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The hottest application for robotics these days is e-commerce order fulfillment, with small batches, high variability, and demand for high throughput. Large e-commerce retailers, third-party logistics operators, and venture capital firms are investing in e-commerce automation systems and robots that can deliver goods faster to customers.

In this webcast, Robotics Business Review editors Eugene Demaitre and Keith Shaw discuss the latest trends they’re seeing in the e-commerce space as it relates to robotics. They also provide an overview of the companies within the space, including those that have recently made the news — and made money.

The potential for more robots is vast, as both large companies such as Amazon.com and smaller ones deal with high staff turnover, difficult warehouse conditions, and challenging locations for placement of distribution centers. Where can your business use more robots?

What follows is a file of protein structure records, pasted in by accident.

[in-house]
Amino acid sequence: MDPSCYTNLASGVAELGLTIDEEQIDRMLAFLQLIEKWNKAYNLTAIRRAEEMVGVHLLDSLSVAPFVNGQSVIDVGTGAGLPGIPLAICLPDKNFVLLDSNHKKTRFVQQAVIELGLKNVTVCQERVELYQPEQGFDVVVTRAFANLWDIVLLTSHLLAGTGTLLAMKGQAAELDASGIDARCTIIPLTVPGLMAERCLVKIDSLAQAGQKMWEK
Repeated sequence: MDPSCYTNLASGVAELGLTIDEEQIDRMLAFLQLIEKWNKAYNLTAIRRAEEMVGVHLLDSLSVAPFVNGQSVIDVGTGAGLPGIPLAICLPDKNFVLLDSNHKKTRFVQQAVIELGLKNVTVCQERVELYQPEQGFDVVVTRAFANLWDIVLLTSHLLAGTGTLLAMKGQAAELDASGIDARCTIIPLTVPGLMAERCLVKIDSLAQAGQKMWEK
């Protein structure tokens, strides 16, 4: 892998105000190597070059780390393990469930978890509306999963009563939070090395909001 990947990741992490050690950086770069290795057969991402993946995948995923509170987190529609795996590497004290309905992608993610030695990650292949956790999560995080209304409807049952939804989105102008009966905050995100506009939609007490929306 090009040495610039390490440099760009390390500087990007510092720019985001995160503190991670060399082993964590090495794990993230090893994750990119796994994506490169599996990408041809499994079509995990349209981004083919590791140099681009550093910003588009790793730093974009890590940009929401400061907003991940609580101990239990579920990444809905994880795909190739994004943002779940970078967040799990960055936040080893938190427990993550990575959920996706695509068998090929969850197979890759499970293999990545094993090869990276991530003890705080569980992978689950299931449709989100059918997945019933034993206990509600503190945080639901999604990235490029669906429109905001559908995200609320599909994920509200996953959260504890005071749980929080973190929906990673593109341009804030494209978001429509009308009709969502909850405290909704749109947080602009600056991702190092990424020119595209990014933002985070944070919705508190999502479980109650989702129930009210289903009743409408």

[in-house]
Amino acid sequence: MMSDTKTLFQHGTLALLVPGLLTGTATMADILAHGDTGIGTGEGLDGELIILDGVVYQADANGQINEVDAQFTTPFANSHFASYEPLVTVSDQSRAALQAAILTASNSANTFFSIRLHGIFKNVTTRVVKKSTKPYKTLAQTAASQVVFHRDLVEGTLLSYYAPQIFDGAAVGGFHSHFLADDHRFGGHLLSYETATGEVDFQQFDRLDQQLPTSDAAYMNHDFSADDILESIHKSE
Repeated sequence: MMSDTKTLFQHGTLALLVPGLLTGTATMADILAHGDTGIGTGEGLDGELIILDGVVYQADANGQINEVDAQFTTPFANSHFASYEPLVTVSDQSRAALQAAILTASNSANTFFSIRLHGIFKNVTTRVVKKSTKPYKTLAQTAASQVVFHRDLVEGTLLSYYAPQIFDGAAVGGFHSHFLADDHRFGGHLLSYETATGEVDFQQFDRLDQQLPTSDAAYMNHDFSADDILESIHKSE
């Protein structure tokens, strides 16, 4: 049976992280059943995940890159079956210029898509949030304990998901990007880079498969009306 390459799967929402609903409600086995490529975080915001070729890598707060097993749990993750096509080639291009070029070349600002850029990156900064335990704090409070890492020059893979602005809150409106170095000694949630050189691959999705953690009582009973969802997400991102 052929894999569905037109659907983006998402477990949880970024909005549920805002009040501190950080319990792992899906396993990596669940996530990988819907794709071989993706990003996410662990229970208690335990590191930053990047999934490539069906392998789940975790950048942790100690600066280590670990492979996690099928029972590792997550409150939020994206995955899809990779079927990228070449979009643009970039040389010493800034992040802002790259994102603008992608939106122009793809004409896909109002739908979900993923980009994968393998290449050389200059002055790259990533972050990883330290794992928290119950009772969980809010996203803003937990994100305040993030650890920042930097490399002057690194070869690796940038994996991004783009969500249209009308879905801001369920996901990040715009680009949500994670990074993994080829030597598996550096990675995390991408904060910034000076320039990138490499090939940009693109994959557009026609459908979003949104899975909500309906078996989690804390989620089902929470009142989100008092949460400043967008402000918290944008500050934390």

In addition, demand for faster deliveries, flexible automation options, and rapid scaling in response to holiday demand poses challenges for robotics designers and suppliers.

A recent report by ABI Research estimates that global shipments of e-commerce automation for online order fulfillment will reach 443,000 units in 2026, more than 20x the shipments for 2018. This category includes autonomous mobile platforms in warehouses, robotic manipulators, last-mile delivery robots, and collaborative robots.

We provide some answers to the following:

  • Why is the supply chain automation so hot right now?
  • What are the pain points that are best addressed with mobile platforms, collaborative robots, or pick-and-place robots?
  • Recent news and investments for mobile robotics companies – which vendors are making waves?
  • Last-mile automation – can these companies be considered part of the e-commerce ecosystem?
  • Which companies can benefit from supply chain automation?
  • The future of e-commerce automation: What do the next few years hold for faster delivery of goods to customers?

In addition, the webcast discusses the likelihood of aerial drone deliveries, the growth of urban distribution centers, and the potential for long-haul automated trucking. RBR’s editors also chat about whether supply-chain operations can truly get to a “lights-out” operation.

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